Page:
My 10 year old son continues to say his “r’s” as “w’s”. He is a straight-A student, scored the highest in math and reading on the national academic achievement test, but he can’t learn to say his “r’s” properly. He has a passion for acting and his acting teacher has told him he needs to work on his “r’s.” He has seen a speech pathologist for a total of 3 years since he was 3…What can I do to help him get quick results?
I doubt I can tell you anything a speech therapist hasn’t already worked with, and changing these kinds of patterns can take time. It is important for your son to stay relaxed, playful and positive. Try to observe how your son works and to assure him in any way you can to help him relax.
That being said, here is something to try: “R” is formed by raising the tip of the tongue toward the gum of the front teeth (but not touching). Since “W” is made by rounding the lips, if he can avoid involving the lips he might be able to distinguish the “r” from the “w.” Have your son practice smiling broadly and moving his tongue up and down without moving his lips.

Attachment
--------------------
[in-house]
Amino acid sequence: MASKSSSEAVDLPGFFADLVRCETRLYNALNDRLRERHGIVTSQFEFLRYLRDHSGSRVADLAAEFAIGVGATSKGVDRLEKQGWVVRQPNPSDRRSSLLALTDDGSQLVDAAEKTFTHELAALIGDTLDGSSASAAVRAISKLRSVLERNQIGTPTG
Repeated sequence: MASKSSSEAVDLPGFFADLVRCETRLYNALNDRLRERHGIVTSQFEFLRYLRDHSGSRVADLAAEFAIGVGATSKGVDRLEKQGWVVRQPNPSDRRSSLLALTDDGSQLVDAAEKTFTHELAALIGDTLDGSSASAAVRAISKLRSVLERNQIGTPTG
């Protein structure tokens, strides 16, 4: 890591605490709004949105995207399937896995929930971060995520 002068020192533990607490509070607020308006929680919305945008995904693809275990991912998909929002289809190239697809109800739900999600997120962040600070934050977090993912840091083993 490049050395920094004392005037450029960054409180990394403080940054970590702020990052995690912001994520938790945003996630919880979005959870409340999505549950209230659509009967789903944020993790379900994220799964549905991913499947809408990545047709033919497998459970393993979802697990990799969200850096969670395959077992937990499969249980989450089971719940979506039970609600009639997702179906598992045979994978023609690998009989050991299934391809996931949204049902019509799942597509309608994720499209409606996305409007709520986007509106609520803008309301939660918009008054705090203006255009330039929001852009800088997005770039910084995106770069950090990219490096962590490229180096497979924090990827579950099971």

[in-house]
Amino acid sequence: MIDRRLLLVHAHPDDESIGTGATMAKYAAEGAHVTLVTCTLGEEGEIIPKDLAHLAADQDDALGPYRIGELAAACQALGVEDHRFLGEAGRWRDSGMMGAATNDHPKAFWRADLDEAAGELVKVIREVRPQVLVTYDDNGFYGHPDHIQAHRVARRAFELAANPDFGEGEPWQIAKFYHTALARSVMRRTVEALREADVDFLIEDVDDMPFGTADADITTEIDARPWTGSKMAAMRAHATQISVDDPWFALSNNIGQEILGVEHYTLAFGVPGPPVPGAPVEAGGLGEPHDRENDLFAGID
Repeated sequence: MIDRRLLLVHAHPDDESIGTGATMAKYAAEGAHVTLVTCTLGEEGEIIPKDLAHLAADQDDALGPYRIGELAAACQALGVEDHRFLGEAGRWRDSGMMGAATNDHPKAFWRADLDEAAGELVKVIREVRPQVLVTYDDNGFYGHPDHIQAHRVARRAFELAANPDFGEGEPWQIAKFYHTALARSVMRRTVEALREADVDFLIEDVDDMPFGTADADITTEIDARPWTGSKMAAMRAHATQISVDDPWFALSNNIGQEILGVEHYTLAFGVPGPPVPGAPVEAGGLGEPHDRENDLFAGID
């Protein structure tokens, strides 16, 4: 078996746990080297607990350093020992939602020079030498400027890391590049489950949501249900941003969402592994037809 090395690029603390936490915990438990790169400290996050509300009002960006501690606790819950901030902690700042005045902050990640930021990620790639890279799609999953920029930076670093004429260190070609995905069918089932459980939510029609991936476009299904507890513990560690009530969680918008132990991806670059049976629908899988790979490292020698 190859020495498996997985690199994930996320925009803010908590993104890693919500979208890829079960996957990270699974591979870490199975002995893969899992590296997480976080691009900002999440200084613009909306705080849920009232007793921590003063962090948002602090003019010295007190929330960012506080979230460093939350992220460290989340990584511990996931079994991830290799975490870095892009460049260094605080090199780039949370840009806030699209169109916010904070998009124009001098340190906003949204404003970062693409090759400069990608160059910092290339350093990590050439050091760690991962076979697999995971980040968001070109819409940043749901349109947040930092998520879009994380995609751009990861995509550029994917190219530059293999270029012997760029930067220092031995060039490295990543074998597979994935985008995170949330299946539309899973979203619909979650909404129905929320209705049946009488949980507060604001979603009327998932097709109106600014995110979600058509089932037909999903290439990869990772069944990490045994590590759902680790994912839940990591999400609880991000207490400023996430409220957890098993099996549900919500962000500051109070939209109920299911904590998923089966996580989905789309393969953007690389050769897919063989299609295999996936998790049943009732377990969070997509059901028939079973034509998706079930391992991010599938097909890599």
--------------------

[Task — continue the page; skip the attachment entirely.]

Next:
Next, say the vowel “ah” with a smile (which will draw the lips to the side). Now say “ah” while raising the tip of tongue without moving the lips. This movement should result in an “r,” and if the tongue is kept in this position while the vowel is sustained it might even become a rolled “r.”
Try to speak words that begin with a “ree,” “ray” or “ra” sound. Avoid “o” or “oo” words until later as they cause the lips to round. Perhaps it would help to use a mirror so your son can see when his lips round. Later, when the movement of the tongue is mastered the lips will become involved again. I do recommend you seek out a speech therapist again — someone playful and passionate who can make the art of speaking as compelling as acting.